Stand Up Against Heart Crime by Stand Up Against Heart Crime (Album)

Stand Up Against Heart Crime-Album Cover

Stand Up Against Heart Crime

Spanish five-piece Stand Up Against Heart Crime make a stand against the empty imitators that clutter up the musical landscape

Stand Up Against Heart Crime

he 19th century Britsh essayist Charles Caleb Colton once wrote: “If we steal thoughts from the moderns, it will be cried down as plagiarism; if from the ancients, it will be cried up as erudition”. Plagiarism is a delicate subject, for the manner in which someone pays homage to those who inspire them can render them either filthy thieves or artistic whom.

Well, though there are some modern references made here, and though the artists from inspiration is principally gleaned are aged, rather than ancient, the self-titled debut album from Stand Up Against Heart Crime is no empty imitator. Oh no.

The Spanish five-piece open with an instrumental that sounds like the Stone Roses gatecrashing a New Order song, throwing in a bassline that’s unashamedly similar to I Am The Resurrection. It shouldn’t work, but it does so brilliantly that it makes you wonder why Ian Brown and co didn’t think of it first. With this in mind, you might consider it a disappointment that references to the Roses erode so soon. You’d be wrong.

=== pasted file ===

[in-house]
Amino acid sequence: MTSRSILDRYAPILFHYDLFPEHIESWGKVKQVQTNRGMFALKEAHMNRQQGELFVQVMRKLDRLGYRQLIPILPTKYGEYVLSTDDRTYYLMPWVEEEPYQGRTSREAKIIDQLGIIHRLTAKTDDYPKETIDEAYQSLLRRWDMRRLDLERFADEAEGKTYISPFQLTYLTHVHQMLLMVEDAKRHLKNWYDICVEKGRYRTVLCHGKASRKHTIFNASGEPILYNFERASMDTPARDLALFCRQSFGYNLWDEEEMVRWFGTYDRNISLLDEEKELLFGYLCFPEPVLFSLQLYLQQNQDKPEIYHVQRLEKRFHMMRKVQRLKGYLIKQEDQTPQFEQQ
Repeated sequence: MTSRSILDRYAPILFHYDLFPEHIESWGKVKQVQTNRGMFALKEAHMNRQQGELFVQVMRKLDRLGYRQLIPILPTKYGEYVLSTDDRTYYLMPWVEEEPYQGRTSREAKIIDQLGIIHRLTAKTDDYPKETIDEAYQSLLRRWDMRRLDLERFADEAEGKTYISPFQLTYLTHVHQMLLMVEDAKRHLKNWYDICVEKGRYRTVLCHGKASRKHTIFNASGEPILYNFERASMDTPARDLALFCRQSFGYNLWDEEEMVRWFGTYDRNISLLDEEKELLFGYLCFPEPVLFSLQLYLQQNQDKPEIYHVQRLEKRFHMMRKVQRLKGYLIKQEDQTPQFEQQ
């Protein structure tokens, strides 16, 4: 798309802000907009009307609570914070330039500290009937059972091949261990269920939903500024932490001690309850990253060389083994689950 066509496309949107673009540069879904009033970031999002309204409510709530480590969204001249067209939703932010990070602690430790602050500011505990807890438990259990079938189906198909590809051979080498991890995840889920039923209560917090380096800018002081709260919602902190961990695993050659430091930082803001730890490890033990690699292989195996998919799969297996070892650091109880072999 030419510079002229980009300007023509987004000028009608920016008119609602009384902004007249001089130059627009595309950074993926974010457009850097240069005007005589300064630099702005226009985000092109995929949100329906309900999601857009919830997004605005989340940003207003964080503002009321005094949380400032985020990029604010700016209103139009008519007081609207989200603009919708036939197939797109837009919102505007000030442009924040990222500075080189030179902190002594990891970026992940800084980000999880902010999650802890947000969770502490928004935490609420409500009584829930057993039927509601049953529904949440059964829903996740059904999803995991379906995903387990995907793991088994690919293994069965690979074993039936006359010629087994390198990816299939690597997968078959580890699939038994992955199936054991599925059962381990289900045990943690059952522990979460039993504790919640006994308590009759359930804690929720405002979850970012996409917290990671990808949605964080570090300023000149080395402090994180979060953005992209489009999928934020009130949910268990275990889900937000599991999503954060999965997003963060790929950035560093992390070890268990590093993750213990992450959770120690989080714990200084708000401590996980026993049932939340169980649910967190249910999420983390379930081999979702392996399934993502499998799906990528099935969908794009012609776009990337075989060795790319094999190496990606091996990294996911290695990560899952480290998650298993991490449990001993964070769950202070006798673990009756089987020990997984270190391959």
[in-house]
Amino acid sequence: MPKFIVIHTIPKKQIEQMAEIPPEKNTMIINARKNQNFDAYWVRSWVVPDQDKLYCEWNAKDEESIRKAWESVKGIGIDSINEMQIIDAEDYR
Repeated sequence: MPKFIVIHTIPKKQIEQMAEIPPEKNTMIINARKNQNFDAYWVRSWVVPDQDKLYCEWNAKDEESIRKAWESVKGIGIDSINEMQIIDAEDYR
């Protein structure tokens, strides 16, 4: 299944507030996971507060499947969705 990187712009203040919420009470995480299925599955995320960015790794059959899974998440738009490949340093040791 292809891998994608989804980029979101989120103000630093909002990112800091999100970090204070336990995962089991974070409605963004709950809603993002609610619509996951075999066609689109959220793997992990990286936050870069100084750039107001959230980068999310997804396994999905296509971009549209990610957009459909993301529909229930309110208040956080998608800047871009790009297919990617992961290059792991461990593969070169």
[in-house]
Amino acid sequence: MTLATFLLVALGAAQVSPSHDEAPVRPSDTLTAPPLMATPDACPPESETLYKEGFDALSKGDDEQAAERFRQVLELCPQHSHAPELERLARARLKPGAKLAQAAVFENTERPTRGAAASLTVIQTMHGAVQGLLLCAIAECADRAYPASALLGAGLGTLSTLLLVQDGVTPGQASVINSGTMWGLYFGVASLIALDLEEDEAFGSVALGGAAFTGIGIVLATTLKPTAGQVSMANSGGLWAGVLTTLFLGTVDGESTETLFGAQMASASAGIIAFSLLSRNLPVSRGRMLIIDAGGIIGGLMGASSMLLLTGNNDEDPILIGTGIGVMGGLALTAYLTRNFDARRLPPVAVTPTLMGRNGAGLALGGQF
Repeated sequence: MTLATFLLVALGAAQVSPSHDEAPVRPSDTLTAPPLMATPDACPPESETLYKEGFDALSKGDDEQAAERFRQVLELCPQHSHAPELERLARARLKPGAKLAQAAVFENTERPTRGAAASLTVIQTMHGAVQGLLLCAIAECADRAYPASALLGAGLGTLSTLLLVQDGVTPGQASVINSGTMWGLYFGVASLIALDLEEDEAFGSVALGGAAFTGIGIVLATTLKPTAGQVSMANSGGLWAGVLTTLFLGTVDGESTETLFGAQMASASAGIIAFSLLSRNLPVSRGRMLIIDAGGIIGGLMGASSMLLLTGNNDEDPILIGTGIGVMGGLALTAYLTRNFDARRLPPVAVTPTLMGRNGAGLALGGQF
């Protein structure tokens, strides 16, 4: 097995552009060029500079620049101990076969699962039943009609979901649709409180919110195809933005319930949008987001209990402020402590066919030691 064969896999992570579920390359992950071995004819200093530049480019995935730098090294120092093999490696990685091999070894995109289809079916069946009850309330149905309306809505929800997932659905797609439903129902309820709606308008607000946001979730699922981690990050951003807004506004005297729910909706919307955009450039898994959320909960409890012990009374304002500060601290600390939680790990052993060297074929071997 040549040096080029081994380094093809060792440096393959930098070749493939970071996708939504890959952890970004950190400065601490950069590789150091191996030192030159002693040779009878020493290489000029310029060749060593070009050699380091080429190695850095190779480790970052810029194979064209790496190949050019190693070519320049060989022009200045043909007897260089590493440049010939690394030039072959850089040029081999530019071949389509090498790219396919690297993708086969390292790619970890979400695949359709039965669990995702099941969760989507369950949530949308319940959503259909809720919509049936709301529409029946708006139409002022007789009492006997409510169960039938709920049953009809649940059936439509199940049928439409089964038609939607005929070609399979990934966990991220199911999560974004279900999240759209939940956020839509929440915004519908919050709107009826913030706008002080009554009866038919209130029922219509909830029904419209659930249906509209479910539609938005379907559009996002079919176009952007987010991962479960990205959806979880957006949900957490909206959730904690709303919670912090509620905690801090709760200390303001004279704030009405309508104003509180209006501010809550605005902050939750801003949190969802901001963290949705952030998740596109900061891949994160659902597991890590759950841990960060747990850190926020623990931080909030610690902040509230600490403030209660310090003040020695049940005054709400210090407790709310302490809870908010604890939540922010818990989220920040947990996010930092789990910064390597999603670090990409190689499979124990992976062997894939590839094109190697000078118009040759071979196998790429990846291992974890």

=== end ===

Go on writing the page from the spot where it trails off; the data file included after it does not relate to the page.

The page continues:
I Need No Sun comes across like a less aggressive version of Nine Inch Nails’ Terrible Lie, with a hint of Nathan Fake’s blissed-out ambience thrown in for good measure. Am I Safe? is the album’s highlight, with its mix of the electro of College & Electric Youth and the guitar atmospherics of New Order. Mental mixes the vocal delivery of Pet Shop Boys with the dreaminess of My Bloody Valentine. The album then takes a move into a sound that feels more of the band’s own invention.

Though still a mixture of electro and indie influences, the tracks that lead up to the album’s excellent closer Pulsar, with its disco meets Pink Floyd take on Krautrock, make less clear allusions to the music of others. Strangely it’s at this point when the album seems to take just a slight lull. Fear not, though: the quality of the music is still high and it may indeed just be the gleeful nostalgia previously invoked, that leaves you feeling this way.

It’s never an easy thing to take the pen of a hero and rewrite their words with your own fair hand. Thankfully, the hands of Stand Up Against Heart Crime are those of master calligraphers.

Verdict: Erudite electro-driven indie

Damien Girling

PS: EXCLUSIVE! Just for Songwriting readers, here’s a free download of Am I Safe?

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